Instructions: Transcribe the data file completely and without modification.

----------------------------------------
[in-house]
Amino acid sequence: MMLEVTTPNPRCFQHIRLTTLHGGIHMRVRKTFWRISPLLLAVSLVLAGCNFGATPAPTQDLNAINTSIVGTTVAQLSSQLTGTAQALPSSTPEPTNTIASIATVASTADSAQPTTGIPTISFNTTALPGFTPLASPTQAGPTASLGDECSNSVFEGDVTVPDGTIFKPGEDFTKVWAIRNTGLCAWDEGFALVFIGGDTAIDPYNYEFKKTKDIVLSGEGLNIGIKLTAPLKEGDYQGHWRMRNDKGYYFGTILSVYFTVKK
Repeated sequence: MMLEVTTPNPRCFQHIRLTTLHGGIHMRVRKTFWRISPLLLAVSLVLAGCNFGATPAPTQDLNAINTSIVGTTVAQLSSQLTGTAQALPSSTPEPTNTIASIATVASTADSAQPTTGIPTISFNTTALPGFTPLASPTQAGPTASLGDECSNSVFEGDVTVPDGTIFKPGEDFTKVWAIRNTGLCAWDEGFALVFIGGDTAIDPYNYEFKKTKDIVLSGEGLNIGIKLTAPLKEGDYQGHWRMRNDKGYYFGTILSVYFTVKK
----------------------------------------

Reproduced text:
[in-house]
Amino acid sequence: MMLEVTTPNPRCFQHIRLTTLHGGIHMRVRKTFWRISPLLLAVSLVLAGCNFGATPAPTQDLNAINTSIVGTTVAQLSSQLTGTAQALPSSTPEPTNTIASIATVASTADSAQPTTGIPTISFNTTALPGFTPLASPTQAGPTASLGDECSNSVFEGDVTVPDGTIFKPGEDFTKVWAIRNTGLCAWDEGFALVFIGGDTAIDPYNYEFKKTKDIVLSGEGLNIGIKLTAPLKEGDYQGHWRMRNDKGYYFGTILSVYFTVKK
Repeated sequence: MMLEVTTPNPRCFQHIRLTTLHGGIHMRVRKTFWRISPLLLAVSLVLAGCNFGATPAPTQDLNAINTSIVGTTVAQLSSQLTGTAQALPSSTPEPTNTIASIATVASTADSAQPTTGIPTISFNTTALPGFTPLASPTQAGPTASLGDECSNSVFEGDVTVPDGTIFKPGEDFTKVWAIRNTGLCAWDEGFALVFIGGDTAIDPYNYEFKKTKDIVLSGEGLNIGIKLTAPLKEGDYQGHWRMRNDKGYYFGTILSVYFTVKK